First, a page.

Matters concerned with Environment

Thursday, November 4, 2010

Areva Plans for 1,000 MW Concentrating Solar Power in India

Areva Plans for 1,000 MW Concentrating Solar Power in India

november 04, 2010

Areva has set its eyes on Concentrating Solar Power production in India.

Areva Plans for 1,000 MW Concentrating Solar Power in India

plans to put up 250MW capacity at four locations and is currently
negotiating with the governments of Gujarat, Madhya Pradesh, Maharashtra
and Gujarat.

Areva has announced its plans to start two new subsidiary companies to
mobilize the required investment of $3 billion for installing the solar
thermal plant.

Areva has initiated dialogues with two leading financial investment
companies for starting a partnership venture to build a 1,000 MW solar
thermal power plant within the next five to seven years time.

Areva has unveiled its plans to develop the plants exclusively by
utilizing the power purchase agreements (PPA) with the state governments
in India without availing the facilities available under the National
Solar Mission program.

According to Anil Srivastava, Areva Renewables Chief Executive Officer,
the company intends to commence the construction of the plant on signing
the convincing power purchase agreements with the state governments
without waiting for the signing of agreements for the full production
capability of 1,000 MW.

Currently he did not name the financial institutions ready to fund the
project and clarified that the proposed tie-ups are expected to take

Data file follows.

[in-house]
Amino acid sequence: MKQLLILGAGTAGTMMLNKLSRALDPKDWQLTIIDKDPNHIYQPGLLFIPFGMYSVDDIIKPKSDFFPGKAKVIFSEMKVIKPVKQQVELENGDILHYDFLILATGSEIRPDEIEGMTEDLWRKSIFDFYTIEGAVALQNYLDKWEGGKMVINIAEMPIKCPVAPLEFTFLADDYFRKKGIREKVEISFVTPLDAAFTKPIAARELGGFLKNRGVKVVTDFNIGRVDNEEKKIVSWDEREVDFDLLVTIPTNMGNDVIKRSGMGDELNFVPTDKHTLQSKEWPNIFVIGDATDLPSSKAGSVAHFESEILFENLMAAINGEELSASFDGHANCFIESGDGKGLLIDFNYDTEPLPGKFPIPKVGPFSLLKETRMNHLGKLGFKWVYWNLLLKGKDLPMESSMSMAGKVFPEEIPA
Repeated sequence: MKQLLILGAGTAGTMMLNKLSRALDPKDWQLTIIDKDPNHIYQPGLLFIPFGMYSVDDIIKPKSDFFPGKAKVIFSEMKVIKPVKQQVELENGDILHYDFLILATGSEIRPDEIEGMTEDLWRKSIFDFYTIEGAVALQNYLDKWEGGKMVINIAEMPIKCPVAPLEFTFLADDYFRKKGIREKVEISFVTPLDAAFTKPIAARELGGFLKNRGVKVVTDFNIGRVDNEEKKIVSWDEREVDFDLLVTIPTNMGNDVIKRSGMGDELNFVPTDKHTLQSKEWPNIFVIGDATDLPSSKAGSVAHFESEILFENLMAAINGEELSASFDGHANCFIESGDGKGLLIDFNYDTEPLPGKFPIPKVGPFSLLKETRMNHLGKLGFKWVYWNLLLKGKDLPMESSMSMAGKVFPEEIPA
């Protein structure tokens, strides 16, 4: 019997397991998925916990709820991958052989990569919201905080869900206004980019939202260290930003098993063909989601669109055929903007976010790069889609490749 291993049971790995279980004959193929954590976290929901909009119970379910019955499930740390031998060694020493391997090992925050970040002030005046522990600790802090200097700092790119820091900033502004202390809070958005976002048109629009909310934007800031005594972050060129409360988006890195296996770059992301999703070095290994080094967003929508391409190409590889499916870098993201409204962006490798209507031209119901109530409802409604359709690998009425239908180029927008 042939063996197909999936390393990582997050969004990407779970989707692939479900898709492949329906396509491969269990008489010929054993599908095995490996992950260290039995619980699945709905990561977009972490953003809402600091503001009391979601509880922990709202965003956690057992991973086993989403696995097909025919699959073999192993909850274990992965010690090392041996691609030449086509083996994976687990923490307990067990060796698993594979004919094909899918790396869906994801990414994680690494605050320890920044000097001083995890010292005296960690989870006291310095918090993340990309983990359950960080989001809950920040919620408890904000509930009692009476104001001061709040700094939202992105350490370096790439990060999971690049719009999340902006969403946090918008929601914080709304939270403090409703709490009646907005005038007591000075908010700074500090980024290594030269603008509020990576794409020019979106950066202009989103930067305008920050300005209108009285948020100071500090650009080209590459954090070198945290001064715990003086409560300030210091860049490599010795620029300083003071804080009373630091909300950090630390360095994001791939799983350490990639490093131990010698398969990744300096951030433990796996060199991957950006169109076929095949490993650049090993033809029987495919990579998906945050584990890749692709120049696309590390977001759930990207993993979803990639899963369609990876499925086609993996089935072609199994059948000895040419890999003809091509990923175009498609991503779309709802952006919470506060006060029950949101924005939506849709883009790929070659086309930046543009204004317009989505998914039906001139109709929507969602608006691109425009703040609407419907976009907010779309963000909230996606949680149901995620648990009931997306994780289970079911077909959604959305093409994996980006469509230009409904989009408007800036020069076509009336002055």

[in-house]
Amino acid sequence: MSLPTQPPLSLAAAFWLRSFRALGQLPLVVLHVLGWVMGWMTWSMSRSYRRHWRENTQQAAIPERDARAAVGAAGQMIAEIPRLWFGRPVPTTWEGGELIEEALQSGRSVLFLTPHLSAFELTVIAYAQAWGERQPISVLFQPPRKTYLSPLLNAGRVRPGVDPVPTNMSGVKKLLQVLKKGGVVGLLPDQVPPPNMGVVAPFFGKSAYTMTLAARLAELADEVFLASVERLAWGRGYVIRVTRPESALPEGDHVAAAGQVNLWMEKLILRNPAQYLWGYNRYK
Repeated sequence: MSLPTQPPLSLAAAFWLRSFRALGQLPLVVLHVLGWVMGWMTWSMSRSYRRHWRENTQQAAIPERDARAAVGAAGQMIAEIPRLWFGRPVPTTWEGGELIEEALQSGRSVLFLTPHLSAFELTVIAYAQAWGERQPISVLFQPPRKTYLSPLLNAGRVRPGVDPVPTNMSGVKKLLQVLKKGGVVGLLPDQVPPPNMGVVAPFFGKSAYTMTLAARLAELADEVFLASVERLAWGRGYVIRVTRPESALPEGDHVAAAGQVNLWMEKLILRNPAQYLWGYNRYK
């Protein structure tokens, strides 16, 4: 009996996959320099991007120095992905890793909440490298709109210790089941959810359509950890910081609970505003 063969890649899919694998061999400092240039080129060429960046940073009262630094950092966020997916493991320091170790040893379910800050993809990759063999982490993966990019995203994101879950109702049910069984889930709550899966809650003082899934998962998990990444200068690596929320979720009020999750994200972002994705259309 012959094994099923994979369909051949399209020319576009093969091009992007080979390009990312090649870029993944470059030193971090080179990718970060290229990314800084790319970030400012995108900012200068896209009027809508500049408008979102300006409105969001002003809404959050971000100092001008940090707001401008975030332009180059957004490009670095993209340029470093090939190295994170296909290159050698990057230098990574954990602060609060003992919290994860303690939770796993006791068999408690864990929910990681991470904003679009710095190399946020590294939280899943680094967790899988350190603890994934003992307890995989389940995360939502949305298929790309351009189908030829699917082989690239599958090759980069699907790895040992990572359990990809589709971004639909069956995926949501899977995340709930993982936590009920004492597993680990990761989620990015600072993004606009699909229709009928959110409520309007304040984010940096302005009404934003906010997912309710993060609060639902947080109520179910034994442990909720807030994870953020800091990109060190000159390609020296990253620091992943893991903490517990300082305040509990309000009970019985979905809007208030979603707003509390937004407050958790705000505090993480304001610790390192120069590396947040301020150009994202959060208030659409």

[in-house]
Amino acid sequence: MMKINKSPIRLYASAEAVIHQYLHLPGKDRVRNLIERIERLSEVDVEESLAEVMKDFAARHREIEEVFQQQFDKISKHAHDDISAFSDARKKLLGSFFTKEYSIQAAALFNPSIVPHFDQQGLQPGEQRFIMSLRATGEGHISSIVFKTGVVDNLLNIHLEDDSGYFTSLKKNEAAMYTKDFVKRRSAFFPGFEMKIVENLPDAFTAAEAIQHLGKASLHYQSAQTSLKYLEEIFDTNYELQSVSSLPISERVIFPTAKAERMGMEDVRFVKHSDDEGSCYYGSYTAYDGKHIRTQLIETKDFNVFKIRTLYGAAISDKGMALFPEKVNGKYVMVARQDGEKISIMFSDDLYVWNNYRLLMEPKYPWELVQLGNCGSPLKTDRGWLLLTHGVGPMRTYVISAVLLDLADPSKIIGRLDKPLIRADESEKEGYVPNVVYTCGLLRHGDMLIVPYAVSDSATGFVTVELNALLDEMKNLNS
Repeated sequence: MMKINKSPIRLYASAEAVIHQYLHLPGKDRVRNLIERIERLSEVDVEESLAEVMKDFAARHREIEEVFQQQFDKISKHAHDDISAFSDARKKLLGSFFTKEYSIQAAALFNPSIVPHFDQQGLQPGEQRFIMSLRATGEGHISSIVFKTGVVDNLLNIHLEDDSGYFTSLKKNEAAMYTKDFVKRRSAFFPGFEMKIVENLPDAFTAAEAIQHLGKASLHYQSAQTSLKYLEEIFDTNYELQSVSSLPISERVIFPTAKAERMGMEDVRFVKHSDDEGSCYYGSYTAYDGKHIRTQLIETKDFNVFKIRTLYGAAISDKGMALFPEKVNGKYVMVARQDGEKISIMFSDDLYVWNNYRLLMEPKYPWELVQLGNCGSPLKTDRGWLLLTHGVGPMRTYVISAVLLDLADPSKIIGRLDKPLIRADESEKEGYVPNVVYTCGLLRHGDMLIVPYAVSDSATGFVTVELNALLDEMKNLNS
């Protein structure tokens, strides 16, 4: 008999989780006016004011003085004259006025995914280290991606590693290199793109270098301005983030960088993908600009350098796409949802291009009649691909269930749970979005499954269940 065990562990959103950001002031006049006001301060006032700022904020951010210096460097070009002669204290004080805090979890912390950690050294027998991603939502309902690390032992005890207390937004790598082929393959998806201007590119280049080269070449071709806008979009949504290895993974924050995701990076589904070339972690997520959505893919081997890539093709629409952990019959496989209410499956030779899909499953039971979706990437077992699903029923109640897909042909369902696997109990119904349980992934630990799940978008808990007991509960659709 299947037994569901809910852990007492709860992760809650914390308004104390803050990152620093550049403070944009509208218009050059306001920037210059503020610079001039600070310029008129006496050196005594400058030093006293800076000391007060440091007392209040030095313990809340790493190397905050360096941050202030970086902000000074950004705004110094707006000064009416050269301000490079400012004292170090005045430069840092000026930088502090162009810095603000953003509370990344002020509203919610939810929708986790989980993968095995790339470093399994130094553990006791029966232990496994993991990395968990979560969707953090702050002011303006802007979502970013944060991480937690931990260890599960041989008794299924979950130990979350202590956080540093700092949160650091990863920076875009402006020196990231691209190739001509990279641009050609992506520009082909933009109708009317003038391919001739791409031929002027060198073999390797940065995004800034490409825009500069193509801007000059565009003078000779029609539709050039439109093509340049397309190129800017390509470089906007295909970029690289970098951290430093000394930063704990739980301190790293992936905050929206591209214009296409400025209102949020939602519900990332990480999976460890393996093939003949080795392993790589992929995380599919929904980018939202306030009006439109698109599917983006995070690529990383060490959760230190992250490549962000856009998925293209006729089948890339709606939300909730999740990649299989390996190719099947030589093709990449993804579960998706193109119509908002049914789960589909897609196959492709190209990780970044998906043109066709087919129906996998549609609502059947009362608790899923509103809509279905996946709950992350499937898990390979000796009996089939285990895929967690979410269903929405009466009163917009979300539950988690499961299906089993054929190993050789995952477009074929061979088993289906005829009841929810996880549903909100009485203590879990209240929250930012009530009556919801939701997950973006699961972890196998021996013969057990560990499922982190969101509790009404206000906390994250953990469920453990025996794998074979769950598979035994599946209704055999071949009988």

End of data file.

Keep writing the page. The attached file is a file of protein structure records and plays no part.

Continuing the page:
place after six months.

Areva also has plans to set up a wholly owned auxiliary company for
performing engineering and building work to construct solar turbines and
solar islands which are actually synthetic membranes used for keeping
solar panels.

The company has spelt out its intentions to create an EPC (engineering,
procurement, construction) firm to work in cooperation with a partnering
company from India. The Indian company will be engaged in the civil
works related to the plant and erect the solar islands and turbines
produced by Areva. The created EPC company will sustain Areva’s efforts
in building a supply chain and help in exporting manufactured parts to
West Asia and Australia.

Wednesday, November 3, 2010

On National Green Tribunal

Can India's New Green Court Get the Job Done?

AP Photo/Sondeep Shankar

Two men carry children blinded by the 1984 Union Carbide chemical pesticide leak to a hospital in Bhopal, India

India has launched a new “green” court this week in the latest push from Environment Minister Jairam Ramesh to toughen up the nation's environmental laws. The National Green Tribunal, as it's called, will be composed of 20 judiciary and environmental expert members who will hear cases regarding environmental protection and rights around the country, and have the power to dispense compensation from environmental negligence as they see fit. The legal body is part of the National Green Tribunal Act passed by India's parliament in June, and follows the example of similar tribunals that have been set up in Australia and New Zealand, says the government. (Read TIME's recent interview with Ramesh.)